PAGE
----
N-fertilised wheat GHGs are half IPCC estimate

A five-year UK research project has concluded that greenhouse gas (GHG) emissions due to nitrogen fertilisers used on UK arable land are less than half the levels previously estimated. Therefore, most UK arable food products are likely to have smaller GHG intensities than currently estimated, while biofuels made from crops fertilised with nitrogen products are more effective in reducing GHG emissions than has been assumed.

Nitrous oxide (N2O) is an important GHG thought to contribute 41% of agriculture’s GHG emissions. The Minimising Nitrous Oxide (MIN-NO) project was sponsored through Defra’s Sustainable Arable LINK programme with £300,000 funding from AHDB Cereals & Oilseeds. It ran from 2009 to 2014. Led by Roger Sylvester-Bradley, head of crop performance at ADAS UK, the research involved a consortium of 23 government, academic, farming and commercial partners with interests in the future sustainability of the food, feed and fuel supply chain. It used multi-site industry data, field experiments and modelling to improve estimates of N2O emissions associated with the major UK arable crops and their products.

The work used 24 field experiments across widely contrasting rainfall, soil and crop conditions. Of the 24 sites, 21 showed that direct N2O emissions due to fertiliser nitrogen (N) were less than the 1% default emission factor (EF) assumed by the influential Intergovernmental Panel on Climate Change. A simple model summarising these emissions predicts a 30-year average EF for arable land across the UK of only 0.46% of N applied.

The researchers than went on to devise a set of ‘smart’ EFs for consideration by UK stakeholders, based on the MIN-NO model, other MIN-NO results and associated evidence. The smart EF for fertiliser N predicted a decrease in emissions of almost 10% of the previously estimated total N2O-N emission from UK agriculture (which excludes fertiliser manufacture).

The greenhouse gas (GHG) intensity estimated with the MIN-NO smart EFs (which include reduced GHG from fertiliser manufacturing plants modified to abate nitrous oxide), when expressed as emissions per tonne of UK feed wheat, was 20% less than the ‘benchmark’ GHG intensity using a current default methodology. Similar smart EFs gave a reduced GHG intensity for harvested rapeseed, but similar intensities for sugar beet and an increased intensity for vining peas.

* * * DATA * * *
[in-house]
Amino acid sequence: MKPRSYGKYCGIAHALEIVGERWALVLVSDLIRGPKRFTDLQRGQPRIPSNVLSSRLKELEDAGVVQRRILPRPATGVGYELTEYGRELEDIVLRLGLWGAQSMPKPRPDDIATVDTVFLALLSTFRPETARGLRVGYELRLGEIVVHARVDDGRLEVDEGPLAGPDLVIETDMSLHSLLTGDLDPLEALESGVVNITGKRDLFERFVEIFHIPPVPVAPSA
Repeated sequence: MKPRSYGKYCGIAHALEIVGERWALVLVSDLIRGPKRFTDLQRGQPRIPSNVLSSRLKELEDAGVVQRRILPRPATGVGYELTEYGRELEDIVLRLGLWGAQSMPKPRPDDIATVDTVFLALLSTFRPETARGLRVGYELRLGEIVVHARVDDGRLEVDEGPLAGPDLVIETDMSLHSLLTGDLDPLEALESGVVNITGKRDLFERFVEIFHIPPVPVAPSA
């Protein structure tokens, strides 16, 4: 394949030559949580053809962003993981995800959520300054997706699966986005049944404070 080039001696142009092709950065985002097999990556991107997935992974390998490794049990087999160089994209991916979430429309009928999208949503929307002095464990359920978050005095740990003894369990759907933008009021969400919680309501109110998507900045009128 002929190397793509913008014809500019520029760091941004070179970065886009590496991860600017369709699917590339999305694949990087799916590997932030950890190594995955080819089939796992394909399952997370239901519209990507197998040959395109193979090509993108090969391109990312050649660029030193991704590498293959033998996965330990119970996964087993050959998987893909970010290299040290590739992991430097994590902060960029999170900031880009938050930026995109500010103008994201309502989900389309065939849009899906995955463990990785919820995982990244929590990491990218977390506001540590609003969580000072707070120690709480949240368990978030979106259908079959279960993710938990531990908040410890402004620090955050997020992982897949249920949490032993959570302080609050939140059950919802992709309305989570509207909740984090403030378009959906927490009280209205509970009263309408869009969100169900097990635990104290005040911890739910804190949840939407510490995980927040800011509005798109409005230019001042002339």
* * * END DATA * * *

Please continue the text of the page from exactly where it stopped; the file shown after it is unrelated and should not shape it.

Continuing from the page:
The project also confirmed that sourcing of nitrogen fertilisers from production facilities which are abated makes a substantial reduction in the Greenhouse Gas (GHG) footprint of the final marketed product whether it be chicken, cooking oil, whisky or a biofuel product.

Therefore, most UK arable food products are likely to have smaller GHG intensities than are currently estimated at present, states the project report while biofuels made from N-fertilised crops could be considered more effective in reducing GHG emissions.  Choosing fertilisers with the lowest carbon footprint leads to a reduction in the GHG footprint. For example, bread can be reduced by 7%, bioethanol from wheat by 15% and biodiesel from oilseed rape by 16%. 

On the downside, the research found that there is less prospect mitigating the N2O emissions associated with UK arable cropping than was previously thought. “Farmers already using abated N fertilisers and following good practice lack any easy means of further mitigation.” In other words, further reductions will require investment, whether in employing more sophisticated crop nutrient supply systems and /or by growing more N-efficient crop species and varieties. This could result in a further 30% reduction for the harvested produce of most crops, and savings of 5% to 25% for their food or fuel products.  Further research is needed for other options such as cultivation strategies to improve soil conditions.

“This research is the most ambitious to date in providing a comprehensive national assessment of nitrous oxide emissions in actual farming conditions, and has significantly improved scientific understanding in this important area,” says Dr Sylvester-Bradley.

For the AIC, chief executive David Caffall notes: “It is pleasing to see the massive investment by the supply industry is also having potential added value in the market place.”

Richard Laverick, the new chief technical officer at the restructured AHDB, adds:”The project has provided our industry with a vital and far more accurate understanding of the behaviour of nitrous oxide emissions in arable agriculture. It will help inform all involved in producing for the food, feed and biofuel supply chains. The findings are significant and will make a major difference to the UK’s ability to meet sustainability criteria for a range of supply chains.”


Posted on November 10, 2015 and filed under R&D, UK Policy & Regulation.